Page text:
• Diversity is no reason to scrap Sheffield’s cathedral choir – the Telegraph

    As some of those titles indicate, the decision to close down the Sheffield cathedral choir has angered people who have not been to church for years and would not normally much care for church music. Why has it resonated so widely? I think I know why, and the knowledge depresses me. Until a few months ago I would have said that the UK had done relatively well in promoting an inclusive, non-racial sense of patriotism in which immigrants were seen as “joining the team” and adding their culture to the indigenous culture rather than displacing it. The maiden speech of Kemi Badenoch, my MP, expressed this idea well. “I chose to make the United Kingdom my home”, she says, and speaks of the British Dream: “It is a land where a girl from Nigeria can move here aged sixteen, be accepted as British, and have the great honour of representing Saffron Walden”.

    But that ideal of inclusive patriotism is being eroded by decisions like this one. It is scarcely surprising that white British people begin to see diversity as a threat to their culture when they are told that a part of their culture that has gone on for centuries is to be abolished in the name of diversity.

  • Book news

    Andrew Doyle reports:

    Titania McGrath has written a book for children in order to teach them how to resist indoctrination and think exactly like her.

    Doyle has done more than anyone else to publicise how wokery is at least as much a posh white girl thing as a downtrodden ethnics thing. Discuss.

    Apparently there’s a chapter in it on Robin DiAngelo.

    The political purity spiral as experienced by the Instagram knitting community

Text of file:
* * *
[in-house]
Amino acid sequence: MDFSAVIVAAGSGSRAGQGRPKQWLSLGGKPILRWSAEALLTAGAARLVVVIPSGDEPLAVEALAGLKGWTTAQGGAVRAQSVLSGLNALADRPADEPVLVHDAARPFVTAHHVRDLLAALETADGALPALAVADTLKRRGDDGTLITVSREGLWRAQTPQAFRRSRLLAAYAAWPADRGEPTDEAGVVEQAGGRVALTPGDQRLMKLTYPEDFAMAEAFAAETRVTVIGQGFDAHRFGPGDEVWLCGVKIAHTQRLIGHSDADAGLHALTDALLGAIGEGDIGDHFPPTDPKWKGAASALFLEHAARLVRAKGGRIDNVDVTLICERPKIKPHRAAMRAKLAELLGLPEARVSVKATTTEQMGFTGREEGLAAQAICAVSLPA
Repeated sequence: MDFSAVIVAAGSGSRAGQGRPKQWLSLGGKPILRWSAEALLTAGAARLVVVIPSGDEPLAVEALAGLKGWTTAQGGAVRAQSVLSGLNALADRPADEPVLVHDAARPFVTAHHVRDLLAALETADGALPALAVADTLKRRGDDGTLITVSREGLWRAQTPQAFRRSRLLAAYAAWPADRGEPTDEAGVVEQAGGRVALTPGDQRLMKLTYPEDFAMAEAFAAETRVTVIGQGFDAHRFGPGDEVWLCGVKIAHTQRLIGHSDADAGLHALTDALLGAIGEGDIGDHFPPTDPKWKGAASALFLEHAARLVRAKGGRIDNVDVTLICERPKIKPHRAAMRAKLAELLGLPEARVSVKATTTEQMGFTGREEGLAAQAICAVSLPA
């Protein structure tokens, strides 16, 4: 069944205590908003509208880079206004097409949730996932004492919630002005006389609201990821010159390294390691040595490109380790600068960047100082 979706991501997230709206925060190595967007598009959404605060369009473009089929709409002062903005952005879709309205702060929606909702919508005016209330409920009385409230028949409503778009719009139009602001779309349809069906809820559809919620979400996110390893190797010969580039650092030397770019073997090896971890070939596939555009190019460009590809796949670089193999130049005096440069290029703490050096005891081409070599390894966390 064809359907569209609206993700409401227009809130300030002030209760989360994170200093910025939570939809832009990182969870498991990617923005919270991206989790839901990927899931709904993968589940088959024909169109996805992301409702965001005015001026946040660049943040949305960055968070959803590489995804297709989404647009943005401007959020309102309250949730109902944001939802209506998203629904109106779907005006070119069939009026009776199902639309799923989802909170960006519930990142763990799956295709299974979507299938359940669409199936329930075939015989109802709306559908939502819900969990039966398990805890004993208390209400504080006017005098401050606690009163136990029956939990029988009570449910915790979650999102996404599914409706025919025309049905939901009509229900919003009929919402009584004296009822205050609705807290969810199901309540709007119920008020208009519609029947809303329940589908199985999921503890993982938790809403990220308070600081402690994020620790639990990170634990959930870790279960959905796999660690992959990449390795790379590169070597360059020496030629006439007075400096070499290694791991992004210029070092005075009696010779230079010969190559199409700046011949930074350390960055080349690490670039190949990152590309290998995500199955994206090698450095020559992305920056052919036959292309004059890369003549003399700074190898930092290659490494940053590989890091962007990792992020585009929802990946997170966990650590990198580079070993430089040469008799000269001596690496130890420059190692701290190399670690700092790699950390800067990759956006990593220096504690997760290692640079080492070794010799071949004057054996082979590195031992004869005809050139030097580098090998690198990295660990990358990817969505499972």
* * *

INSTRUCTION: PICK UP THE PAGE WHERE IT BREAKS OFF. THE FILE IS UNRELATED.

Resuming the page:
I cannot knit and I am not on Instagram, but as someone who sews and is into politics, I cannot think how I came to miss this article from Gavin Haynes when it came out in January of this year. After seeing it recommended on the UK Politics subreddit, I hastened to post it here:

    How knitters got knotted in a purity spiral

    Mr Haynes discusses purity spirals throughout history, then narrows his focus to a couple of examples from 2018/19:

    Our documentary analysed just two latter-day purity spirals — Instagram knitting culture and young adult novels. Both seemed perfectly-sized to be taken over — they were spaces big enough to have their own star system, yet small enough for the writ of a dominant group to hold.

    In each, a vast tapestry of what were effectively small businesses competed for attention online by fluidly mixing personal and professional brand. On social media, opinion, diary and sales often existed within the same posts. Each individual small business was uniquely vulnerable to being un-personed, ‘cancelled’. But, simultaneously, each could benefit enormously from taking on the status of thought leader — from becoming a node that directed moral traffic.

    To take the example of Instagram knitting: the unravelling began with a man called Nathan Taylor. Gay, living with HIV, nice as pie, Taylor started a hashtag aimed at promoting diversity in knitting, Diversknitty, to get people from different backgrounds to talk. And he did: the hashtag was a runaway hit, spawning over 17,000 posts.